Meeting friends as an introverted traveler can feel daunting. Not only might we feel awkward making the first move, but introverts also have unique needs when it comes to social interaction.
But it’s easier than you think to meet people. You just need to set the stage for these encounters from the start.
I’m going to share my tried and true ways I’ve connected with people in my travels. First, let’s get real about some of the common challenges we face as introverts when it comes to socializing while traveling.
If you’re anything like me, you want it all. And sometimes that “all” translates into what seem to be competing needs.
We need our sacred alone time or we’ll be exhausted. Earlier this year, I spent an extended weekend with some extroverted family members in the same house. While I loved seeing family, I was completely drained by the end. Personal time and space is essential for introverts to achieve balance.
We desire connection. Just because we’re introverts, doesn’t mean we always want to be alone. I recall eating a romantic dinner alone at the end of a solo trip to Colombia wishing I could share my experience with someone. But I felt intimidated at the thought of striking up conversation with a stranger. That evening, I got lucky and five Colombian women invited me to sit with them.
Company, especially groups, can be overwhelming. Trying to fit in with a group or make small talk can lead to introvert fatigue. I had a drink with those women and then we went dancing. I love dancing. But after an hour of being in a loud bar surrounded by intoxicated people, I was done. I thanked them and went back to my hotel. As introverts, we like to know we have a way out when we need it.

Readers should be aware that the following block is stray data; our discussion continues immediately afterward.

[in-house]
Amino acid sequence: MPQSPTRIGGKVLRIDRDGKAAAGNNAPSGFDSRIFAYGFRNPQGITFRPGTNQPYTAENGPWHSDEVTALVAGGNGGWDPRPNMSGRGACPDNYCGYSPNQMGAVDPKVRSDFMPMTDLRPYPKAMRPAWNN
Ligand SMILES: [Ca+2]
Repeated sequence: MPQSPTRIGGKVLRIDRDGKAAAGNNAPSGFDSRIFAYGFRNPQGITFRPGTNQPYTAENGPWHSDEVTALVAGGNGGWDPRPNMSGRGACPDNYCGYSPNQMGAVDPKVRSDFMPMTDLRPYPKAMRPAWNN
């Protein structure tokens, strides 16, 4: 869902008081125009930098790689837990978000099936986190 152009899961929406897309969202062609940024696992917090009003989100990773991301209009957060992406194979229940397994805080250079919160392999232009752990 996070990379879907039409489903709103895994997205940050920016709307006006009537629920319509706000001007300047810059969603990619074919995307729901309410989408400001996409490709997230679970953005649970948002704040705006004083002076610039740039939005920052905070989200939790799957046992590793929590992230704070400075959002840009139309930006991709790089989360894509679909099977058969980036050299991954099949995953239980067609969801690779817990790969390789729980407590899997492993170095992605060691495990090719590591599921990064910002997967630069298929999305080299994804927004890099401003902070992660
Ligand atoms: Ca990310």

Can you identify with this predicament? I experience this tug and pull constantly in my life, and so, I aim to minimize it when I travel. Most of the time I succeed.
But let me just say, if you were to sneak a peek at my Facebook photos, you’d likely mistake me for an extrovert. I’ve met some of the most wonderful people and made lifelong friendships. I’ve just done the socializing all on my terms.
Meeting interesting people who will respect your need for balancing social and personal time is totally within reach. Whether you’re looking to travel solo or join a group trip, many of the strategies that have worked for me can be applied to different contexts.
1. Enrol in a language program.
I traveled alone to Guatemala in 2008 to study Spanish and stay with a host family. Staying with a family from a different culture can have its challenges for introverts, particularly in a more extroverted culture like Guatemala. Yet, the richness of the meaningful experience can make it worth it for many of us.
In addition to my host family, meeting the other students made it effortless to form friendships with like-minded people. They saw me through some of the most transformational times of my life. That said, I eventually moved into an apartment to have more space. You can always leave, but the friends remain (if you want).
Innie tip: Make sure you have your own bedroom and take advantage of free time to recharge.
2. Take a class.
You don’t have to join an entire program to meet people. Sometimes an hour or two is all it takes. I took a class in Mexican Traditional Medicine while living in Mexico, salsa lessons in Guatemala, and tango in Argentina. All of these resulted in meeting people.
Innie tip: Stretch your comfort zone in a class that facilitates a bit of interaction, like cooking, dancing, or making something.
3. Attend a retreat.
Many adventures with yoga, writing, art, and even retreats just for introverts can be great opportunities to visit a new place with a group that respects our very real need to balance personal and social time. In our last introvert retreat in Mexico, we witnessed the magic of introverts coming together and innately understanding one another’s needs.